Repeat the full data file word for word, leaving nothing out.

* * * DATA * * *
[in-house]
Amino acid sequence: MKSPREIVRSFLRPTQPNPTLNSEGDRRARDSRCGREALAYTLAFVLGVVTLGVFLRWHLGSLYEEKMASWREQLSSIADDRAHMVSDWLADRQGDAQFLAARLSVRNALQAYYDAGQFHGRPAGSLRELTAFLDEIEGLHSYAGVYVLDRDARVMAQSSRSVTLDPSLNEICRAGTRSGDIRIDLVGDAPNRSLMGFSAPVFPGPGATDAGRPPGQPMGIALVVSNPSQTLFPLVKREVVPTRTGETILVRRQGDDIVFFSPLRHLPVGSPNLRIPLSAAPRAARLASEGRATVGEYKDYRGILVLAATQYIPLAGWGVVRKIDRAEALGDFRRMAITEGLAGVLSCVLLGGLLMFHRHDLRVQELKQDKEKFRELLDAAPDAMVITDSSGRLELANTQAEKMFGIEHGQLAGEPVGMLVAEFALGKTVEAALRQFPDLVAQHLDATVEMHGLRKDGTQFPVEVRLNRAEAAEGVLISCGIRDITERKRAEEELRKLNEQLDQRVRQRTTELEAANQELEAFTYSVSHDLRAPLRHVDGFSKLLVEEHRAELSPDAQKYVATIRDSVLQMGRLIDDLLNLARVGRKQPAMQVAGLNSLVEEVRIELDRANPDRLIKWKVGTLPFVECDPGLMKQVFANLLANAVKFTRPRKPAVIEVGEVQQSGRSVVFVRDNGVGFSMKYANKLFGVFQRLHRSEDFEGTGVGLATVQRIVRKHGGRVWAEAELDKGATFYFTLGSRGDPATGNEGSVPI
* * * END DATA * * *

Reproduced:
[in-house]
Amino acid sequence: MKSPREIVRSFLRPTQPNPTLNSEGDRRARDSRCGREALAYTLAFVLGVVTLGVFLRWHLGSLYEEKMASWREQLSSIADDRAHMVSDWLADRQGDAQFLAARLSVRNALQAYYDAGQFHGRPAGSLRELTAFLDEIEGLHSYAGVYVLDRDARVMAQSSRSVTLDPSLNEICRAGTRSGDIRIDLVGDAPNRSLMGFSAPVFPGPGATDAGRPPGQPMGIALVVSNPSQTLFPLVKREVVPTRTGETILVRRQGDDIVFFSPLRHLPVGSPNLRIPLSAAPRAARLASEGRATVGEYKDYRGILVLAATQYIPLAGWGVVRKIDRAEALGDFRRMAITEGLAGVLSCVLLGGLLMFHRHDLRVQELKQDKEKFRELLDAAPDAMVITDSSGRLELANTQAEKMFGIEHGQLAGEPVGMLVAEFALGKTVEAALRQFPDLVAQHLDATVEMHGLRKDGTQFPVEVRLNRAEAAEGVLISCGIRDITERKRAEEELRKLNEQLDQRVRQRTTELEAANQELEAFTYSVSHDLRAPLRHVDGFSKLLVEEHRAELSPDAQKYVATIRDSVLQMGRLIDDLLNLARVGRKQPAMQVAGLNSLVEEVRIELDRANPDRLIKWKVGTLPFVECDPGLMKQVFANLLANAVKFTRPRKPAVIEVGEVQQSGRSVVFVRDNGVGFSMKYANKLFGVFQRLHRSEDFEGTGVGLATVQRIVRKHGGRVWAEAELDKGATFYFTLGSRGDPATGNEGSVPI